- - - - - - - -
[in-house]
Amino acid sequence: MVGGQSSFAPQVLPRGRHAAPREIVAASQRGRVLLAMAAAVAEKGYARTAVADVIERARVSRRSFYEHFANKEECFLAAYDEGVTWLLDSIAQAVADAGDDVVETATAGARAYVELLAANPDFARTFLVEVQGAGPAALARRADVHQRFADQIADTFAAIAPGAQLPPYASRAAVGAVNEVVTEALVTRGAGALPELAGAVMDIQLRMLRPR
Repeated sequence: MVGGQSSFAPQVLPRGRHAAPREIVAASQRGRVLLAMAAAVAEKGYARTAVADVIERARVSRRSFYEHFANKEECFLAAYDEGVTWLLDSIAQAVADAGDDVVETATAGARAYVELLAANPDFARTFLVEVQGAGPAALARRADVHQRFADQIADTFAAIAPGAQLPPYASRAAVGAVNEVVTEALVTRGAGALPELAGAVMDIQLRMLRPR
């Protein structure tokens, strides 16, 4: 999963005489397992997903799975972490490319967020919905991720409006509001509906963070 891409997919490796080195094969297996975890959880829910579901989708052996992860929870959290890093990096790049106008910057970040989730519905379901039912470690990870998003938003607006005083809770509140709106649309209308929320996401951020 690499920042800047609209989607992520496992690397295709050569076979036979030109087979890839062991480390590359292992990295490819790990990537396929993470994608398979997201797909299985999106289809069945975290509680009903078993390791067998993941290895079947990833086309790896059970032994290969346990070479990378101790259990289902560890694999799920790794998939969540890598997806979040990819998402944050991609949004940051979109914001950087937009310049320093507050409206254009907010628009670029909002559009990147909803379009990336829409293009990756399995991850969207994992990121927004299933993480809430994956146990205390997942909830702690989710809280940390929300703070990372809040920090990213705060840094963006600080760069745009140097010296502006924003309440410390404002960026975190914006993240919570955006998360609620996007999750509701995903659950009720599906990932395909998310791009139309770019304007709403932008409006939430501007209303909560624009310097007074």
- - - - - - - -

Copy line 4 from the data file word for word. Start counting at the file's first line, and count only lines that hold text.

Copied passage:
């Protein structure tokens, strides 16, 4: 999963005489397992997903799975972490490319967020919905991720409006509001509906963070 891409997919490796080195094969297996975890959880829910579901989708052996992860929870959290890093990096790049106008910057970040989730519905379901039912470690990870998003938003607006005083809770509140709106649309209308929320996401951020 690499920042800047609209989607992520496992690397295709050569076979036979030109087979890839062991480390590359292992990295490819790990990537396929993470994608398979997201797909299985999106289809069945975290509680009903078993390791067998993941290895079947990833086309790896059970032994290969346990070479990378101790259990289902560890694999799920790794998939969540890598997806979040990819998402944050991609949004940051979109914001950087937009310049320093507050409206254009907010628009670029909002559009990147909803379009990336829409293009990756399995991850969207994992990121927004299933993480809430994956146990205390997942909830702690989710809280940390929300703070990372809040920090990213705060840094963006600080760069745009140097010296502006924003309440410390404002960026975190914006993240919570955006998360609620996007999750509701995903659950009720599906990932395909998310791009139309770019304007709403932008409006939430501007209303909560624009310097007074």